This data package contains data from: Long-term thermal sensitivity of Earth’s tropical forests
This dataset is licensed under a Creative Commons Attribution-ShareAlike 4.0 International License (CC-BY-SA 4.).
When using this data, please cite the original article:
Sullivan et al. (2020) Long-term thermal sensitivity of Earth’s tropical forests. Science DOI: 10.1126/science.aaw7578.
Additionally, please cite the data package:
Data from Sullivan et al. (2020) Long-term thermal sensitivity of Earth’s tropical forests. Science. DOI: 10.1126/science.aaw7578.
ForestPlots.NET DOI: http://dx.doi.org/10.5521/forestplots.net/2020_2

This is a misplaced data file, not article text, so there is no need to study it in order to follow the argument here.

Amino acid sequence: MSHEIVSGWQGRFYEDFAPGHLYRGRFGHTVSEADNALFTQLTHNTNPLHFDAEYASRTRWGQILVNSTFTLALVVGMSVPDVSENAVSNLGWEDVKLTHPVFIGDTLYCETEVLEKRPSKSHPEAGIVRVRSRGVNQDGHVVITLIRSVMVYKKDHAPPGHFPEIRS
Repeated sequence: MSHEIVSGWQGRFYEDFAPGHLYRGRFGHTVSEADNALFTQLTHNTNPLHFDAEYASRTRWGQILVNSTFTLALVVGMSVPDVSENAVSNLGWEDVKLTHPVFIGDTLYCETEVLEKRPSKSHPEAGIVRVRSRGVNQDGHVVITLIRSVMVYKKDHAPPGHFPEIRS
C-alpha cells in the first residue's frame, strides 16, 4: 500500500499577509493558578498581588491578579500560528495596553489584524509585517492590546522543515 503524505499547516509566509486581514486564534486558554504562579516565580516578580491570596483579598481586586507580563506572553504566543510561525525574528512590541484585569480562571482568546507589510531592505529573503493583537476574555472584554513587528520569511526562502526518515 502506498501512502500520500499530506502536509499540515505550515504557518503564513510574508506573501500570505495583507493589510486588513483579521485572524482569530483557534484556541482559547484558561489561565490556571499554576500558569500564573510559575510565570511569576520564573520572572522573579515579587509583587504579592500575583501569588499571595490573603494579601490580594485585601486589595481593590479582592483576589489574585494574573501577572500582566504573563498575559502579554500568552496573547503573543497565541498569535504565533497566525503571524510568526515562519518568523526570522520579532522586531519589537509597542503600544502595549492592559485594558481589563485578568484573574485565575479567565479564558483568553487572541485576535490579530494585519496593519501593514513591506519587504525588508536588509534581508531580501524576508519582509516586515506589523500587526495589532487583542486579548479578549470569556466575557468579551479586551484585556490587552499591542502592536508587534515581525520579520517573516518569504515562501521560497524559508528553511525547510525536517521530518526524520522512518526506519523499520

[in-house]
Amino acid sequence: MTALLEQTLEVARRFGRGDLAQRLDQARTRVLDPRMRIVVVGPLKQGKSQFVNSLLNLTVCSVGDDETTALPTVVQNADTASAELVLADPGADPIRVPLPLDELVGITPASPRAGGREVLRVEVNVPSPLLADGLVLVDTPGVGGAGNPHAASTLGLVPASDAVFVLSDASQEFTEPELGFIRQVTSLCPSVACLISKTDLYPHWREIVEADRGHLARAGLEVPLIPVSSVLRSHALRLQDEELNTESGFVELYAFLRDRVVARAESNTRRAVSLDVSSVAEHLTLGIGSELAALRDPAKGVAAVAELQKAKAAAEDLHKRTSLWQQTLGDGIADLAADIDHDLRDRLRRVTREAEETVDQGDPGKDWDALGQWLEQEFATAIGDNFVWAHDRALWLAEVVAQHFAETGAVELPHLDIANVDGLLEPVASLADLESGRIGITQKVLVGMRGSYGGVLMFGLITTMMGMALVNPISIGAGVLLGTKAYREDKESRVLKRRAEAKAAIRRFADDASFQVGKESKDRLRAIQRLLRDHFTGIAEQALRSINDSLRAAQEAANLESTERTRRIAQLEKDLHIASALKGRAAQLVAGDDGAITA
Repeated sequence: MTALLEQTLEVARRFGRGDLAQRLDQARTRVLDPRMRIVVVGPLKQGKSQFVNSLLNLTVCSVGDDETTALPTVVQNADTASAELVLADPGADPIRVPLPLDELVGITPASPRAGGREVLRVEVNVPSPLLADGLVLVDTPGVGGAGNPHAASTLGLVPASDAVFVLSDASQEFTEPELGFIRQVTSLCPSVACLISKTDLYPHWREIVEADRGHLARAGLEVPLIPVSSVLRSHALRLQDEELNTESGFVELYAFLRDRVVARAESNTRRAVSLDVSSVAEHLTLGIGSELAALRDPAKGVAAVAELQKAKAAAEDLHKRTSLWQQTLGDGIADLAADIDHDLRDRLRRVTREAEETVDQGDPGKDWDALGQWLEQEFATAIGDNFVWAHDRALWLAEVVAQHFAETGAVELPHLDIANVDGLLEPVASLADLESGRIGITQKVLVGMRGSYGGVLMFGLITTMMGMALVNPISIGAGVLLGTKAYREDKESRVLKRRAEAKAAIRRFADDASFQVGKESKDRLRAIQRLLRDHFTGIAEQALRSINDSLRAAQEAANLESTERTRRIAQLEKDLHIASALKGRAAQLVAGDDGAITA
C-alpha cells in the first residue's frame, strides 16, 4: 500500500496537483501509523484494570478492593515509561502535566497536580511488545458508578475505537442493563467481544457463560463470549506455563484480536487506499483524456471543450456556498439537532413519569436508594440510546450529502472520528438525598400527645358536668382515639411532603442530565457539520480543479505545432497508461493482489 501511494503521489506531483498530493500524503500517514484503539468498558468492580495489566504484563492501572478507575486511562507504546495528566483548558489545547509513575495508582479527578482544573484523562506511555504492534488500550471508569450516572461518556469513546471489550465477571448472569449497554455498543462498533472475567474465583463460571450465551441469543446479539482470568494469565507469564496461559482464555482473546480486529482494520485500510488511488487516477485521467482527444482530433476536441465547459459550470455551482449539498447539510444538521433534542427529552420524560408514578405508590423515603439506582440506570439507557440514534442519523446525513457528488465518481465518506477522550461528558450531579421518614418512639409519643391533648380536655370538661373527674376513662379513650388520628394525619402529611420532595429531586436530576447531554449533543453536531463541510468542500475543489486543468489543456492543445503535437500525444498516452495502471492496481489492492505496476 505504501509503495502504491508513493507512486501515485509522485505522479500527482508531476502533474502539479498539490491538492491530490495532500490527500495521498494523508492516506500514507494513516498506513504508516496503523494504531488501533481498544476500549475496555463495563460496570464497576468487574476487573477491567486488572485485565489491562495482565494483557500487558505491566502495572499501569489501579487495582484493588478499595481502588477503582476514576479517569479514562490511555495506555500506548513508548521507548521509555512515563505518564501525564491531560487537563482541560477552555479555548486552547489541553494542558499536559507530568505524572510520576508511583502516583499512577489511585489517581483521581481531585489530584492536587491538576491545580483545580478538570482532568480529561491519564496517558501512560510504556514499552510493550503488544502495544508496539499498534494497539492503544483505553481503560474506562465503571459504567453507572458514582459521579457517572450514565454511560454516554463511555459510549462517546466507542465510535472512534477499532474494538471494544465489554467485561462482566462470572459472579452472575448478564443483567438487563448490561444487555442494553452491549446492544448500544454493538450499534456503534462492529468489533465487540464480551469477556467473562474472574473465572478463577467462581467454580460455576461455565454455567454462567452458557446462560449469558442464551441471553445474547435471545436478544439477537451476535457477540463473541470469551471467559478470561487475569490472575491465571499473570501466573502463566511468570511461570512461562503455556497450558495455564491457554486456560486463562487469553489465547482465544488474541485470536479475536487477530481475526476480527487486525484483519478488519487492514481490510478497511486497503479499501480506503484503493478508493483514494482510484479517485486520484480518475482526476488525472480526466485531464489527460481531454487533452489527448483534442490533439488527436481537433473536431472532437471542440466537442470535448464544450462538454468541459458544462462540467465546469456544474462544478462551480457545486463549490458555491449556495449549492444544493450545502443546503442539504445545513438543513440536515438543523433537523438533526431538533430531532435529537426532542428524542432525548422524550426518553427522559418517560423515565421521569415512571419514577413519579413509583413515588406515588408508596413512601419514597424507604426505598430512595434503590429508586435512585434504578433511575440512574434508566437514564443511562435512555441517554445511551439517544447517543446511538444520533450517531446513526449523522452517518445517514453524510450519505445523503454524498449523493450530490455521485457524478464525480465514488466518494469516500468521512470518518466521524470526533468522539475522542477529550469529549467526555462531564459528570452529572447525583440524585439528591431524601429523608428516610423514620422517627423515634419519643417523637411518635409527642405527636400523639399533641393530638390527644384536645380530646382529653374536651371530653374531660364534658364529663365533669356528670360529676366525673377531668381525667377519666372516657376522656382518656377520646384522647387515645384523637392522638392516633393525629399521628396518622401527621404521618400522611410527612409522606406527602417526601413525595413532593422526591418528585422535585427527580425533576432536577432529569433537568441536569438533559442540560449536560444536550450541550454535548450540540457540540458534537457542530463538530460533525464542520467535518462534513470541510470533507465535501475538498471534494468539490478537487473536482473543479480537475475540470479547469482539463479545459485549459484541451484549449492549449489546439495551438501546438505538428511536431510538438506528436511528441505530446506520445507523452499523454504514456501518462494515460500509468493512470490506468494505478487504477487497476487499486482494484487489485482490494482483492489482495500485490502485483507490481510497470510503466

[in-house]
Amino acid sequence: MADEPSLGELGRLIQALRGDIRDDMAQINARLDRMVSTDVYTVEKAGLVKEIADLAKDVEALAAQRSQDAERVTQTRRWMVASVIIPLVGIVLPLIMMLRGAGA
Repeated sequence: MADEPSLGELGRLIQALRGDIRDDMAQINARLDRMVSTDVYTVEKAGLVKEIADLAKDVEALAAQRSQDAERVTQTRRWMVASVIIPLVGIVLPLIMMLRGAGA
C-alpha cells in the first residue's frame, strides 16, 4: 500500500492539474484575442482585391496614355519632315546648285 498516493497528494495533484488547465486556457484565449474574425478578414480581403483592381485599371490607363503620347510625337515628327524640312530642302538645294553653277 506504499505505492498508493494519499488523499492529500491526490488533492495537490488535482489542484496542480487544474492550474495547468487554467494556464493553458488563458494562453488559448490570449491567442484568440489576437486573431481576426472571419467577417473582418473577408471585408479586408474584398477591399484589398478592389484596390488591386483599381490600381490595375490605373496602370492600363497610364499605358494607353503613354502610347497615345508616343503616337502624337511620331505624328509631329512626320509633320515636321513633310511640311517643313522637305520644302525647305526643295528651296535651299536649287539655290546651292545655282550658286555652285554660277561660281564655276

The sensitivity of tropical forest carbon to climate is a key uncertainty in predicting global climate change. Although short-term drying and warming are known to affect forests, it is unknown if such effects translate into long-term responses. Here, we analyze 590 permanent plots measured across the tropics to derive the equilibrium climate controls on forest carbon. Maximum temperature is the most important predictor of aboveground biomass (−9.1 megagrams of carbon per hectare per degree Celsius), primarily by reducing woody productivity, and has a greater rate of decline in the hottest forests (>32.2°C). Our results nevertheless reveal greater thermal resilience than observations of short-term variation imply. To realize the long-term climate adaptation potential of tropical forests requires both protecting them and stabilizing Earth’s climate.